Keep or Give: Pomegranate and Vanilla Vodka

I’ve got the bug – the preserving, gift making, home brewing, bottling bug. It began when I made the Purple Fig and Pomegranate Jam from Salt Sugar Smoke. I realised then, with a few simple instructions, how easy it was to preserve – the process was no longer shrouded in mystery. I was also lucky enough to get some expert tips from Vanessa Kimbell whilst making greengage jam, which I’ll be posting about soon. Next came the Rumtopf, or the spiced rum soaked fruit and now, influenced by my Polish roots and partiality to vodka, I’ve been making these gorgeous little bottles of Pomegranate and Vanilla Vodka. Having followed Vanessa’s adventures and recent trip to Uganda, I now always look out for and use Fairtrade Ndalli vanilla. By complete coincidence (although you won’t believe me) when I placed the bottle, pomegranate and ribbon on the table, they arranged themselves exactly like this – two heart shapes. The kink in the ribbon was entirely natural, it must have been the way it was wrapped.

Pomegranate Vodka
This vodka is so easy to make, I promise you. I’ve seen a few pomegranate vodka recipes, in particular this one in Woman and Home, but I haven’t seen the combination of pomegranate and vanilla and I thought it would work well. A little bit of ribbon and a homemade gift tag, and you’re well on your way to making your own Christmas gifts.

Pomegranate Vodka

There is one really important thing to remember when preserving or making bottled gifts – you must sterilize your jars or bottles (and funnels, if using) but this is easy.

How to sterilize your equipment/bottles and jars

  • Boil them in plain water
  • Wash them in hot soapy water then put them in the oven (lids, too) at 170 degrees Celsius
  • Put them through a dishwasher cycle

NB The Kilner bottles I used had plastic or rubber stoppers, so I put mine through a dishwasher cycle rather than in the oven. Jam lids are usually fine in the oven. Fill your bottles or jars when they are still hot.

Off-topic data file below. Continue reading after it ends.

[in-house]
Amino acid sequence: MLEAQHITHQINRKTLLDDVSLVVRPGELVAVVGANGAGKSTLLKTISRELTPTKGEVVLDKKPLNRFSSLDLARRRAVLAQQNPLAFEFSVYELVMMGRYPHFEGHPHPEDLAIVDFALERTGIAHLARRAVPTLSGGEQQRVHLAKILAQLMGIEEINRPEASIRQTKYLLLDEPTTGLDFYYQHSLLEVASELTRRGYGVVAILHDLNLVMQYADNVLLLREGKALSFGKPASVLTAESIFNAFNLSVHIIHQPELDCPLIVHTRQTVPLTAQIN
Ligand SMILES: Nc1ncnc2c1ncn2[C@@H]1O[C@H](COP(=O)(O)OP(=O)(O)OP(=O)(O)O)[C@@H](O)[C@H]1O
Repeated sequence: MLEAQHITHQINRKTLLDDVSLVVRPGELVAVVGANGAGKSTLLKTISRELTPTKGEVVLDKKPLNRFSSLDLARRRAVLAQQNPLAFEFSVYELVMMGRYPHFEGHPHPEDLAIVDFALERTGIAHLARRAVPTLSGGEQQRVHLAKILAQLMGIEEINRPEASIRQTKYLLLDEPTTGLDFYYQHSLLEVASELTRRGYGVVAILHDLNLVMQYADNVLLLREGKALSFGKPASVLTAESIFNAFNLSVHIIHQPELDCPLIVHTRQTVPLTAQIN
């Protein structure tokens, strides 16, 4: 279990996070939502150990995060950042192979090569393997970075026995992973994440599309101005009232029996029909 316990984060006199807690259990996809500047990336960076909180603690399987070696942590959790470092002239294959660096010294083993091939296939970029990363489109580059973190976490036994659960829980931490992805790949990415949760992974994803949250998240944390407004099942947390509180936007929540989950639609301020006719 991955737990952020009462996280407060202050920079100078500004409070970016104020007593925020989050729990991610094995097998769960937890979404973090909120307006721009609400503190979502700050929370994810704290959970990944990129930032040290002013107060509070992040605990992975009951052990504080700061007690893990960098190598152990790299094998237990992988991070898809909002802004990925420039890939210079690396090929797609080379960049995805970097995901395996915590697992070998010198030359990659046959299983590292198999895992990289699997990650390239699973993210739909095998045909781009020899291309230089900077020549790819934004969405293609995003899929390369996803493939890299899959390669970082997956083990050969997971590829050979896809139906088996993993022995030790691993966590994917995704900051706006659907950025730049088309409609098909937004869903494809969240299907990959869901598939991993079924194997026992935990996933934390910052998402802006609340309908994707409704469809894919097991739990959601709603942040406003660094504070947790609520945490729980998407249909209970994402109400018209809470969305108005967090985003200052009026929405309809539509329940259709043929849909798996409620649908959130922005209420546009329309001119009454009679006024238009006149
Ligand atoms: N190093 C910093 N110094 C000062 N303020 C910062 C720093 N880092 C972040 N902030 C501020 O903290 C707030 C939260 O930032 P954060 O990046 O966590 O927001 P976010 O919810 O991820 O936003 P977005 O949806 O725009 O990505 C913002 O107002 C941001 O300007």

The alcohol preserves the fruit, but I also always use spirits which are 40% ABV.

Pomegranate Vodka

Pomegranate and Vanilla Vodka

This makes enough for 3 x 250ml  bottles or a large 1 litre preserving bottle


  • 120g or 2/3 cup fresh pomegranate seeds (roughly the amount from one large pomegranate or a packet)
  • 3 Fairtrade vanilla pods (I used Ndalli pods)
  • 75cl bottle vodka (40%ABV)
  • 220g or one cup sugar
  • 240ml or one cup water


  1. Sterilize your bottles and funnel, if using (see above for How to Sterilize tips)
  2. Put the pomegranate seeds and vanilla pods into sterilized bottles or one large litre Kilner jar. Carefully pour in the vodka.
  3. Put the sugar and water in a pan, boil for a few minutes until the sugar dissolves. Leave to cool slightly.
  4. Pour the cooled sugar syrup into the vodka and shake well. Store in a cool, dark place and shake every few days.
  5. Before drinking or giving as a gift, strain the vodka into a newly sterilized bottle or container, removing the pomegranate seeds.
  6. Pour the strained vodka into three smaller sterilized bottles, adding a pod to each one and a few fresh pomegranate seeds.

Pomegranate Vodka

After just a couple of days, the vodka has turned a beautiful translucent peachy colour. When you shake it, you see pretty specks of vanilla.

Pomegranate Vanilla Vodka

Exciting – my first photo taken with a macro lens!

I’m sending this across to Laura and Nazima’s One Ingredient Challenge, this month hosted by Laura at How to Cook Good Food with the challenge of using The Pomegranate.

Have you been getting a head start on making any Christmas gifts yet?

Other Christmas gift posts you may like



Similar Posts


  1. Liz Thomas says:

    Drained this off and tasted it on Christmas eve and quite honestly was not that impressed. Quite nice, predominately vanilla but a little sweet, very pale and a bit bland, so just put it back in the cupboard, and we didn”t get around to it at all on Christmas Day.

    A friend came round two evenings ago and we broached it again. Some kind of sorcery has taken place. The colour has deepened into a sort of amber pink, the flavours have really rounded out and the vanilla is much more subtle now. Best of all is the aroma! It’s amazing — I keep just opening the decanter to have a sniff. Is this substance abuse !!

    Graham got two beautiful pomegranates in China yesterday (for roughly 1 pound 50 p — can’t beat that) so I am all set to go with another batch with Easter in mind.

    Did you get a chance to try the Orange Wine out of Diana Henry’s book? It has turned out beautifully too.

    Happy New Year.